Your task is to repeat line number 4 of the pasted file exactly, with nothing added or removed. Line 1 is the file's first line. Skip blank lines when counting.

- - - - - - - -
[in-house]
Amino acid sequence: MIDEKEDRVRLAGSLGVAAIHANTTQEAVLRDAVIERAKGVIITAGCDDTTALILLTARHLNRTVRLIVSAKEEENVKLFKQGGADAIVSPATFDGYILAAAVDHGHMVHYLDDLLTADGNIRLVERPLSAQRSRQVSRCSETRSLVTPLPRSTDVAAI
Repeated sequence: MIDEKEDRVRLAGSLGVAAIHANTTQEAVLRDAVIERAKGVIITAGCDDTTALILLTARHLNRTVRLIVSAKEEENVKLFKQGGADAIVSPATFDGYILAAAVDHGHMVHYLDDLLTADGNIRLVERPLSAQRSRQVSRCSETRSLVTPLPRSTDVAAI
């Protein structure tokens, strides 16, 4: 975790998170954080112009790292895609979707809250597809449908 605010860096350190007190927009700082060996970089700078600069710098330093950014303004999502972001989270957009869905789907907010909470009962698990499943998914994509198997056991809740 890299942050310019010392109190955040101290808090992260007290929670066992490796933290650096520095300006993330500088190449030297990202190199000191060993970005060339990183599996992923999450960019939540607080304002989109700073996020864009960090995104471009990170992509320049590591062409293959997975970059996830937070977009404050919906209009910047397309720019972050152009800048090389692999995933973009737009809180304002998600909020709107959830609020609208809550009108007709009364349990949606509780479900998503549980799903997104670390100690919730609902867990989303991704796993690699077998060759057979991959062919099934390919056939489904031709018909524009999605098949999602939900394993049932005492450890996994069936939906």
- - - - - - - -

């Protein structure tokens, strides 16, 4: 975790998170954080112009790292895609979707809250597809449908 605010860096350190007190927009700082060996970089700078600069710098330093950014303004999502972001989270957009869905789907907010909470009962698990499943998914994509198997056991809740 890299942050310019010392109190955040101290808090992260007290929670066992490796933290650096520095300006993330500088190449030297990202190199000191060993970005060339990183599996992923999450960019939540607080304002989109700073996020864009960090995104471009990170992509320049590591062409293959997975970059996830937070977009404050919906209009910047397309720019972050152009800048090389692999995933973009737009809180304002998600909020709107959830609020609208809550009108007709009364349990949606509780479900998503549980799903997104670390100690919730609902867990989303991704796993690699077998060759057979991959062919099934390919056939489904031709018909524009999605098949999602939900394993049932005492450890996994069936939906």